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FOOTBATHS have proven effective in controlling conditions such as digital dermatitis (Bell and others 2014). Yet, there is still relatively little published data on appropriate footbathing protocols, including use of a prewash.
The term ‘prewash’ is used to describe a footbath that is positioned before the treatment bath in order to reduce contamination (e.g. manure, dirt and debris) entering it (Blowey 2015) as organic matter contamination can inactivate chemicals commonly used (Holzhauer and others 2004, Hartshorn and others 2013). Some authors suggest that prewashes reduce contamination in the treatment bath by either washing cows' feet or stimulating cows to defecate in the prewash rather than in the treatment bath (van Amstel and Shearer 2006, Greenough 2007, Watson 2007). By reducing contamination, it is theorised that a prewash will extend the life of the treatment bath (van Amstel and Shearer 2006, Greenough 2007, Offer and others 2006) and enable better access of the treatment chemical to foot tissues, thereby increasing treatment efficacy (Watson 2007). Other authors hypothesise that a prewash is not effective at cleaning cows’ feet, and therefore makes no difference to the amount of contamination in the treatment bath (Cook 2011). It has also been suggested that a prewash may dilute the treatment chemical, thereby reducing treatment efficacy (Toussaint Raven 1989, Cook 2011) and possibly stimulates defecation, although this may be linked to the novelty or fear induced if a prewash is used infrequently (Villettaz Robichaud and others 2013).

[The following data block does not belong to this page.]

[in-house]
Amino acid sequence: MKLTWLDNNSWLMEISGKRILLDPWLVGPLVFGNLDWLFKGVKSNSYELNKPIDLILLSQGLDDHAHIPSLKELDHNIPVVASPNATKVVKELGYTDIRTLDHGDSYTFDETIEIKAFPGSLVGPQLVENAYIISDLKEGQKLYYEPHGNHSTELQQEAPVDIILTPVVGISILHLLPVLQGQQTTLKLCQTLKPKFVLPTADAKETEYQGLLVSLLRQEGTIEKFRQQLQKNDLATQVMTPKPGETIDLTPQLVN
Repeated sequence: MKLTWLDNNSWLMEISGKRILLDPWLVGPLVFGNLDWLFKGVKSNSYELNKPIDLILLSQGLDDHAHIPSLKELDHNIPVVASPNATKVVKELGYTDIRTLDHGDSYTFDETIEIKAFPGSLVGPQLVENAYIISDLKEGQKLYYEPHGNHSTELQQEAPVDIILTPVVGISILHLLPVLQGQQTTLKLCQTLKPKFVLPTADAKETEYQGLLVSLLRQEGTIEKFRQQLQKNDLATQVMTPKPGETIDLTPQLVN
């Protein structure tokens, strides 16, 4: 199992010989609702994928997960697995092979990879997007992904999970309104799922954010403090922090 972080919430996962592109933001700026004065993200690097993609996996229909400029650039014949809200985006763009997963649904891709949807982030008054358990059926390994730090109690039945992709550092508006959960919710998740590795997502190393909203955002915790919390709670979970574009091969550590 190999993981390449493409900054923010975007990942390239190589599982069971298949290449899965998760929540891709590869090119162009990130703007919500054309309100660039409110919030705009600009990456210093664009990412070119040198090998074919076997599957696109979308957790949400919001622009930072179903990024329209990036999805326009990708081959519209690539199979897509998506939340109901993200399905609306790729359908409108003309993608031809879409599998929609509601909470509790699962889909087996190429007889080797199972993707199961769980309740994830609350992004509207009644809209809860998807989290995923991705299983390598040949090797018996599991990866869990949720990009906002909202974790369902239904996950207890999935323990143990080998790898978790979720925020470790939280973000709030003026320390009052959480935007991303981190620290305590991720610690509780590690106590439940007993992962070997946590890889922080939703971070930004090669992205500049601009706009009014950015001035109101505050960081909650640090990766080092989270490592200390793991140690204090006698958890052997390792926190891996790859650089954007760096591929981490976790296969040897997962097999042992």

The objective of this study was to determine whether a prewash reduces contamination in the treatment bath by …
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